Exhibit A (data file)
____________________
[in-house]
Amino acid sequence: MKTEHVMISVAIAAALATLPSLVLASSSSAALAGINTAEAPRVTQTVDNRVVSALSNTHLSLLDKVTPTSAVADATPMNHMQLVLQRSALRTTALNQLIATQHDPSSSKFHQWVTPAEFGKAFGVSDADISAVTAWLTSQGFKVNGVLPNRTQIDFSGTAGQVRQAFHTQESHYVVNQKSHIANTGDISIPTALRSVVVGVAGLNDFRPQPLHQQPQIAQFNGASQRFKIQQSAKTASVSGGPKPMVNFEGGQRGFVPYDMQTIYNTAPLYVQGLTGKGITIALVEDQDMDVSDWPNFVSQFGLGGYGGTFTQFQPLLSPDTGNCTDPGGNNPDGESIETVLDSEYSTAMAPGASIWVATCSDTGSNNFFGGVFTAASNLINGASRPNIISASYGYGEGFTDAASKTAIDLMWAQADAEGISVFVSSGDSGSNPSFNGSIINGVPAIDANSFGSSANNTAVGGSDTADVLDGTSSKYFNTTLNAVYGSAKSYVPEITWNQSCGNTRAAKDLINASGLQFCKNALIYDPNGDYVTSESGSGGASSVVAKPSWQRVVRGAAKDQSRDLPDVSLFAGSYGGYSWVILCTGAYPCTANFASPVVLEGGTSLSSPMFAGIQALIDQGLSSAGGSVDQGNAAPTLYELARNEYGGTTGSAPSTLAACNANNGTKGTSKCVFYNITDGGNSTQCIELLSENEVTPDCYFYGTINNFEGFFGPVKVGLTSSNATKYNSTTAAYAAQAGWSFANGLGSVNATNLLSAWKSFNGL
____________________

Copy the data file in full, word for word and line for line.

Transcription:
[in-house]
Amino acid sequence: MKTEHVMISVAIAAALATLPSLVLASSSSAALAGINTAEAPRVTQTVDNRVVSALSNTHLSLLDKVTPTSAVADATPMNHMQLVLQRSALRTTALNQLIATQHDPSSSKFHQWVTPAEFGKAFGVSDADISAVTAWLTSQGFKVNGVLPNRTQIDFSGTAGQVRQAFHTQESHYVVNQKSHIANTGDISIPTALRSVVVGVAGLNDFRPQPLHQQPQIAQFNGASQRFKIQQSAKTASVSGGPKPMVNFEGGQRGFVPYDMQTIYNTAPLYVQGLTGKGITIALVEDQDMDVSDWPNFVSQFGLGGYGGTFTQFQPLLSPDTGNCTDPGGNNPDGESIETVLDSEYSTAMAPGASIWVATCSDTGSNNFFGGVFTAASNLINGASRPNIISASYGYGEGFTDAASKTAIDLMWAQADAEGISVFVSSGDSGSNPSFNGSIINGVPAIDANSFGSSANNTAVGGSDTADVLDGTSSKYFNTTLNAVYGSAKSYVPEITWNQSCGNTRAAKDLINASGLQFCKNALIYDPNGDYVTSESGSGGASSVVAKPSWQRVVRGAAKDQSRDLPDVSLFAGSYGGYSWVILCTGAYPCTANFASPVVLEGGTSLSSPMFAGIQALIDQGLSSAGGSVDQGNAAPTLYELARNEYGGTTGSAPSTLAACNANNGTKGTSKCVFYNITDGGNSTQCIELLSENEVTPDCYFYGTINNFEGFFGPVKVGLTSSNATKYNSTTAAYAAQAGWSFANGLGSVNATNLLSAWKSFNGL